Wayward Fashion presents Earth Day show

Student-led organization Wayward Fashion presents a fully sustainable fashion show for the student body, illuminating the intersections between sustainability and clothing

The fashion show will be on April 23 and will celebrate Earth Day through the merging of sustainability and fashion.

The fashion show will be on April 23 and will celebrate Earth Day through the merging of sustainability and fashion.

Taylor Schutt, Staff Writer

Several student-led organizations are celebrating Earth Day on April 22 with informational events and exciting activities. Among these groups is Wayward Fashion — a sustainable fashion page created by President Alyse Harris (‘24) and Vice President Virginia Wooten (‘23) to teach students about buying second-hand clothing and how doing so can benefit our planet.

The duo began Wayward Fashion in January to encourage students at Wake Forest to buy from small businesses, secondhand stores and local artists. Throughout the semester, Wayward Fashion has been posting student spotlights on their Instagram page to showcase students with bold and defiant styles. Additionally, the fashion page recognizes and promotes unique artwork and clothing from small artists at Wake Forest and around the globe.

Wayward Fashion strives to celebrate self-expression through individuality and creativity in a sustainable manner.  

“The thing that makes Wayward unique is that this is one of the first student-run organizations highlighting creative expression in a sustainable manner,” Wooten said when asked about the club.

This Friday, Wayward Fashion will be holding their first fully sustainable Earth Day fashion show under the Breezeway of The Scales Fine Arts Buildings from 5 – 7 p.m. Capacity is limited to 50 people, but that won’t stop the crew from putting on a spectacular show. All 50 spots were filled in just a couple of days through The Link. 

The entire show is produced by Wake Forest students with support from several sponsors, both on and off-campus.  Secondhand stores in Winston-Salem, such as The Snob Shop, Finders Keepers and Style Encore provided the thrift outfits for the models. The Office of Wellbeing and the Student Activity Fund assisted with organizing the event as well. All 15 models in the show are Wake Forest students who will be wearing fully sustainable clothing and jewelry.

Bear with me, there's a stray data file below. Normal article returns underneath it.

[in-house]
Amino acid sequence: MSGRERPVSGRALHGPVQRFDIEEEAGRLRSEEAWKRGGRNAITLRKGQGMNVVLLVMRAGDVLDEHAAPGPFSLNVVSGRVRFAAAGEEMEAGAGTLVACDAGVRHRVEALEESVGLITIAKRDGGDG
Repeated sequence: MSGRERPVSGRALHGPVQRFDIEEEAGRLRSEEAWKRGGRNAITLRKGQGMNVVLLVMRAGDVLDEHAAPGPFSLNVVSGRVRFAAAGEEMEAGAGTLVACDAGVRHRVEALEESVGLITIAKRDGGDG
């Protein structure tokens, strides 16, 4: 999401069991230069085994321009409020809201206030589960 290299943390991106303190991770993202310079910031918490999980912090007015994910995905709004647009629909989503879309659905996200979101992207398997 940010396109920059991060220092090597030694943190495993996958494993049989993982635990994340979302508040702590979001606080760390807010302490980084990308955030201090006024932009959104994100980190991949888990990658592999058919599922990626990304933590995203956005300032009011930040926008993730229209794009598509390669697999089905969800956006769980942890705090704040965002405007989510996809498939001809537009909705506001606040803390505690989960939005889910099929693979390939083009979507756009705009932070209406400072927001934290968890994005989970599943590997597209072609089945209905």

While talking with Harris about Wayward Fashion’s message, she stated: “With this fashion show, we hope to show students at Wake Forest that it is both easy and accessible to shop sustainably and as a byproduct, express yourself fully.”

The show will also be live-streamed for students, staff and families who were unable to grab a spot in person.

The featured logo was created by Harris and her mother. She explained the significance of the images by saying, “I wanted to not only represent our fully female staff but to also show that sustainability can be fun. This design is primarily inspired by Earth Day and sustainability in fashion.”

The other members of Wayward Fashion include the incredible women Roxie Ray (‘23), Judy Assaad (‘24), Abby McCabe (‘24), Tatum Pike (‘24), MK Englehardt (‘24), Leanna Bernish (‘24) and myself. The images featured to promote the fashion show were created by Wayward Fashion’s graphic designer, Judy Assaad.  Ray helps out as Vice President, McCabe manages the social media page and small artist spotlights, Englehardt handles student outreach and Bernish is the event planner. Lastly, Pike and I are caption and writing editors. Together, our female power group has acquired over 200 followers on Instagram and organized the unique fashion show.

Wayward Fashion intends to hold the fully sustainable Earth Day fashion show every year while the crew is at Wake Forest. “We are showing students how to express themselves through fashion in a way that is ethical and better for the environment, while simultaneously allowing a new sense of creative freedom through sustainable fashion,” Wooten said.

By purchasing clothing, jewelry, and shoes from secondhand stores and small businesses, people are able to avoid sweatshops and other clothing brands solely motivated by the bottom line. The alternative options provide individuals the ability to save money, help small businesses and purchase clothing in an ethical way.

Wayward Fashion will continue to give shoutouts to small artists and businesses and post student spotlights on their Instagram account. If you or others know of any relevant small artists or businesses, send them to Wayward Fashion’s Instagram page   @waywardfashion.wf. Students can also submit photos of themselves or others in secondhand clothing to be featured on the page.

Students can shop more ethically by avoiding businesses like Amazon and Shein for clothing, and instead shop at the local Goodwill or Uptown Cheapskate. Another eco-friendly fashion trend: make your own clothes either out of old outfits or consider starting from scratch with a good old sewing machine! Wayward Fashion hopes to teach students and others to be aware of their clothing and where it comes from.

Similar to caring about what’s in your food and how it’s made, people are encouraged to care about what’s in their clothing and how it’s made. So, next time you want a new outfit, shoes or jewelry, do some research to find an ethical business or second-hand store in your area that provides affordable, creative and eco-friendly clothing.